Osteoporotic fractures are a major public health problem in most Western countries. Due to their ageing population, Asia and South America will soon feel the burden of this issue. Osteoporotic/low trauma fractures are associated with increased morbidity and mortality and are often followed by further fractures. Effective and welltolerated bone protective medication such as bisphosphonates and denosumab are readily available and has been shown to prevent further fractures. As the molecular biology of bone turnover is now well-characterised, more specific targeted therapies are currently undergoing clinical trial.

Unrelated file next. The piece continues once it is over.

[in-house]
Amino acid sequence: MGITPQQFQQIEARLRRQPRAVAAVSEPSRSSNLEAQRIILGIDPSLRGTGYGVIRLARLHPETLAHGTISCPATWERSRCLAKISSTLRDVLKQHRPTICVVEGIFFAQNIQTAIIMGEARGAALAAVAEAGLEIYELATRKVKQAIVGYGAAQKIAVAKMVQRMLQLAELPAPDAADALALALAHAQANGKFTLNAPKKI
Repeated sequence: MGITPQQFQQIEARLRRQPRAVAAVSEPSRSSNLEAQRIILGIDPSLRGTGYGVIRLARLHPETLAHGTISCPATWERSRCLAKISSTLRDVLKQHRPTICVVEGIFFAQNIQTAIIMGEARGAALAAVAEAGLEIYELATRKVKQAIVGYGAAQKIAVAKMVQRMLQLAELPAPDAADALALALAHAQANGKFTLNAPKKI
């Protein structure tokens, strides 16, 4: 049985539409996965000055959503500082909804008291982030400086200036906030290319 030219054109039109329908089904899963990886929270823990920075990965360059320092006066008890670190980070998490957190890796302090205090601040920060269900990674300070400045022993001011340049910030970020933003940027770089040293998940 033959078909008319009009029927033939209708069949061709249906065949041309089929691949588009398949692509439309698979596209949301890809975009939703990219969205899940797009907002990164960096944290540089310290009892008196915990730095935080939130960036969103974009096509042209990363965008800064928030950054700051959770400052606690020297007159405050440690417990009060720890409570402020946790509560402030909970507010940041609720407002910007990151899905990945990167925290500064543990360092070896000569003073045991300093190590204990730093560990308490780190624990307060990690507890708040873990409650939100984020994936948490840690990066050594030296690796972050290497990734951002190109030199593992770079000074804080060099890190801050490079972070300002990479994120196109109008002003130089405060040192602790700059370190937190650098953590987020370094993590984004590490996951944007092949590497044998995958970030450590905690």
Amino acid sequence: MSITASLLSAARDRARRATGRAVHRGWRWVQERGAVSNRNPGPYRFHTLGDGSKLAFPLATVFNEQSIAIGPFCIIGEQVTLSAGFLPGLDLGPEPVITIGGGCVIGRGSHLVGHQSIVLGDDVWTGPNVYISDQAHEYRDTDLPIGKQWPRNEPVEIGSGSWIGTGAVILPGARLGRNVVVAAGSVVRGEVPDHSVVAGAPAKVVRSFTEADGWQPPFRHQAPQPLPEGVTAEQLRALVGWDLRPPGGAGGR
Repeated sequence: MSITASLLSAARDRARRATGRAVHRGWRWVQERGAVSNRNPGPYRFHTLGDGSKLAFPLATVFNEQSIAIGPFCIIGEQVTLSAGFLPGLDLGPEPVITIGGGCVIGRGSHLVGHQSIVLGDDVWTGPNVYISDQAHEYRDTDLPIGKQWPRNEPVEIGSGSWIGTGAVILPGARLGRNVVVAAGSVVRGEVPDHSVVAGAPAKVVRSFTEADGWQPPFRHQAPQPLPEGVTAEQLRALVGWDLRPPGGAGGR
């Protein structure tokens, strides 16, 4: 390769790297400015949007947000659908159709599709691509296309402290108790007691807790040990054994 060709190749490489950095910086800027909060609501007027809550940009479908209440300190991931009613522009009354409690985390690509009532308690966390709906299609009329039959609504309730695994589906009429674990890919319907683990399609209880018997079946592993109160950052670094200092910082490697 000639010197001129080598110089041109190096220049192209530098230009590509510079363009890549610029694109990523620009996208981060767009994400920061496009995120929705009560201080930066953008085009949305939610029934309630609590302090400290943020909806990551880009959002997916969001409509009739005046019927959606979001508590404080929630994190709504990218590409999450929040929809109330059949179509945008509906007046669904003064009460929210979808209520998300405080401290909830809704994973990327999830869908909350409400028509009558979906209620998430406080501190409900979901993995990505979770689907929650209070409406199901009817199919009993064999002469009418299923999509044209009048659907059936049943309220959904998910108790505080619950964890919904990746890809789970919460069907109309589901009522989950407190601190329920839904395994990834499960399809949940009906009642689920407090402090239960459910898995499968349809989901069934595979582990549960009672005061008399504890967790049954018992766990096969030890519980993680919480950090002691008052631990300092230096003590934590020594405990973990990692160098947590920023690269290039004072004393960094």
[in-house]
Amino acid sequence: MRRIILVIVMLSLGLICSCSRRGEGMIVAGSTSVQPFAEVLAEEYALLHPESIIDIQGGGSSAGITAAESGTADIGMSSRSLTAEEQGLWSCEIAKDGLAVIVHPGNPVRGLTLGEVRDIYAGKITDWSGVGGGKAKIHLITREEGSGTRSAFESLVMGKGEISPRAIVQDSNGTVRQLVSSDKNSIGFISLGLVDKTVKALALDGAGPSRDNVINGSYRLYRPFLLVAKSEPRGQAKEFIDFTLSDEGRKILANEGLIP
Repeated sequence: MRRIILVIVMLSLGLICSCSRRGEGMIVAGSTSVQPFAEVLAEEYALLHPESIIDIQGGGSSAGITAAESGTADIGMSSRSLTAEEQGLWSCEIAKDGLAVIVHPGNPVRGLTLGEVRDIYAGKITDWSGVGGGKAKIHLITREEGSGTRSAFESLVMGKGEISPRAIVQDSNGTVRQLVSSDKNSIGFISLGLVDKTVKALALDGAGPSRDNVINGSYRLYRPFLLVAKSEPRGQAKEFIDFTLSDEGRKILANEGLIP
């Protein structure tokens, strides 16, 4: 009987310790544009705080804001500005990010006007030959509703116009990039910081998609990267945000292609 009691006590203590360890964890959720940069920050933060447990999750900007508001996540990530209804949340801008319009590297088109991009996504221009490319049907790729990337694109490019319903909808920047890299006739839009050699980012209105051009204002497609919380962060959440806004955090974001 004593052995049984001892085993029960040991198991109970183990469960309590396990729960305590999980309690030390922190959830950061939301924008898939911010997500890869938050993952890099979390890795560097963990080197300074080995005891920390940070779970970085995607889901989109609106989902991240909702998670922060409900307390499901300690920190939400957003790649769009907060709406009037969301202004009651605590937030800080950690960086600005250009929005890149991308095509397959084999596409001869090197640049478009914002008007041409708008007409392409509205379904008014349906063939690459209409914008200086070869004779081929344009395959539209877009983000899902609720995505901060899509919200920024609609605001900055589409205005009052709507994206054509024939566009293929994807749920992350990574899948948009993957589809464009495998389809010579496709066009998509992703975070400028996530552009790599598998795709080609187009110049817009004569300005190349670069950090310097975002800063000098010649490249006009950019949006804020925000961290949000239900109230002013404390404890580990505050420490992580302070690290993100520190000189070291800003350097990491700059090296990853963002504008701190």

Despite these advances in pharmacotherapy secondary prevention of osteoporosis following low trauma fracture is often not implemented. Reasons for this include lack of appreciation of the importance of a low trauma fracture as a predictor of morbidity and mortality, lack of time on the part of treating clinicians and uncertainty regarding whose role it is to address secondary fracture prevention. However, many would suggest that best-practice surgical repair of an osteoporotic fracture also involves measures to prevent the next one. Such measures include bone mineral density assessment by dual x-ray absorptiometry, commencement of bone protective therapy and falls prevention strategies. This multi-faceted secondary prevention programme requires close cooperation between the orthopaedic surgical, nursing and physiotherapy team and a medical team with expertise in bone health. This occurs infrequently. The role of a Fracture Liaison Service built around a dedicated Fracture Liaison Coordinator will be discussed as this is probably the most effective strategy to ensure consistent secondary prevention of osteoporosis following low trauma fracture.